Opinion: On the EU, the UK referendum, and reform – part II

Written by on January 8, 2016 in Perspectives - Comments Off on Opinion: On the EU, the UK referendum, and reform – part II

It is likely that this year the UK will hold a referendum on its continuing membership of the EU. Part 2

What could the EU do to avoid a UK Referendum? Absolutely nothing. This is now set in UK law, and to be fair, it is long overdue. What could be done is to show not just the UK, but all EU member states that it is open to review and admit that as the geographical, political and social landscape of the union has changed, then so must the institutions that govern it.

In my opinion, it is time for all member states to look again at the EU with modern eyes and a sensible mind. The union may be damaged, but it is not yet broken.

The EU must seriously review and strengthen its democratic accountability to the citizenship. All governing appointments to all institutions, including the Commission, must be elected – either during the European Parliamentary elections, or by the Parliament itself.

The representation proportion of member states can be retained, but with nominations from Parliament as well as member nations. Individual members of the Commission must be answerable to Parliament and can be removed by a majority vote.

The EU finances simply must be placed on an open and accountable basis with both regular and special external audits. The accounts must balance, and spending outside or above the approved budget be seriously restricted and require the specific approval of Parliament.

EU-based and funded projects should by law source staff and materials first from within the nation hosting the project, and if not possible or practical, from any other EU member nation. Only as a last resort, and then only with specific permission, should funding be used outside of the union.

The migration issue in general must be addressed regarding asylum seekers. Rather than set artificial limits and ridiculous quotas, every member state should declare what they are willing and capable of accepting, subject to an absolute minimum by formula based on population and economics – the sum of which becomes the EU limit. Other migration must remain an internal matter for each member nation. There may also be an argument for limiting migrants’ ability to move between EU nations for a specified period.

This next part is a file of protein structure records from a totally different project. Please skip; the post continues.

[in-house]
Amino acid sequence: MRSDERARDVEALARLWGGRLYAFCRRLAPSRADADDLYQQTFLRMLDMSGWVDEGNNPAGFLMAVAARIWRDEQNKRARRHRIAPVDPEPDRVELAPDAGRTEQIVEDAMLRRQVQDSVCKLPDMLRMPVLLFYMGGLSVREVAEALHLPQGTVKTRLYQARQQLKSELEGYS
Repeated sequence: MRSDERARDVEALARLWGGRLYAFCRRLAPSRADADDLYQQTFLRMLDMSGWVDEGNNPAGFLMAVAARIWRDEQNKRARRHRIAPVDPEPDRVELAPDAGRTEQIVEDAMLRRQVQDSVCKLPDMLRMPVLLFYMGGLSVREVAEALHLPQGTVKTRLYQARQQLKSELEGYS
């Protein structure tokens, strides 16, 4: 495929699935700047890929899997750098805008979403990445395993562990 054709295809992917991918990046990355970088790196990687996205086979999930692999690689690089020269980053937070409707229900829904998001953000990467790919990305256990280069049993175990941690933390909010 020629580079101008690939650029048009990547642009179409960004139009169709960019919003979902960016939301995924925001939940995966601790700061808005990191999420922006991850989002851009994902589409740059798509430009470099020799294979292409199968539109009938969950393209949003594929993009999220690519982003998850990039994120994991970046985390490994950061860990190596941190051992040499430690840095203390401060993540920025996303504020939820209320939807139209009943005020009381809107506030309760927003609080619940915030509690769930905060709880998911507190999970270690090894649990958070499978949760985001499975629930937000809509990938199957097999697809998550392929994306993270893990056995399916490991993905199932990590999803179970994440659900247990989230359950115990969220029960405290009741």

Outside of the Council of Ministers, the European Parliament must be the supreme body of law making, including all supporting orders and regulations.
The European Parliament will convene in one place, as will all its supporting elements. The ridiculous waste of time and money shuttling between Brussels and Strasbourg must cease.

Failure to address these and other issues will simply generate further difficulties, to a degree that a UK exit will be the least of the EU problems in the future.

So what should the EU response be if the UK voted to leave?

I believe that they should resist the urge to “punish” the UK, and by that action also be seen to “threaten” the remaining members of the union; but instead retain the “moral high ground”.

The EU could easily offer a trade deal under the same criteria that it does for China, Turkey, the United States and others. It could also enact simple reciprocal rules on work, travel and visas that the UK may impose on EU citizens – no more and no less.

UK activities within the EU zone with regard to NATO would be governed under the same criteria as used for Canada and the US.

Every member state would pay an additional 6.8 per cent of their EU contribution to offset the net loss from the UK element of funding. The EU offices and institutions currently based in the UK would be closed, and re-opened in some of the poorer EU nations.

The UK should not be allowed to join the EEA block unless it fully and completely agrees to ALL the elements that govern that association and its relationship with the EU.

No EU finance should be made available directly or indirectly to the UK after any exit, but the UK could possibly be granted ‘observer’ status on selected occasions.

As for the UK, well, it must be left to go in the direction of its own choosing, neither aided nor hindered by the EU. However, I fear that it will descend into a social, political, and economic mess of its own making. There is a prevailing view that a return to greater trade with the British Commonwealth would be a solution. But a quick check of the members of that group raise some concerns regarding how the racial elements would be accepted. I am not convinced that a position of “we do not want your citizens here, but we want you to buy our products” will work very well. That would also be the same for the remaining EU members.

The UK population also believes that the EU needs them more than they need the EU. I am not able to understand the logic of that view, so will leave it for others to work out.

The only purely self-centred suggestion I would make is that UK citizens currently resident within Bulgaria would be granted residence status as “foreigners”, with such status not being unreasonably withheld, and differences in regulation not being enacted retrospectively. Maybe with consideration of a short cut to citizenship for those existing residents who apply. After all, we here in Bulgaria are not responsible for what our parent nation does, and we have all made the voluntary decision to make our lives here and become part of Bulgaria and its people.

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About the Author

The author is a UK citizen, who lives permanently in Bulgaria. Although pro-EU, he is not blind to the need for some serious reform in its institutions.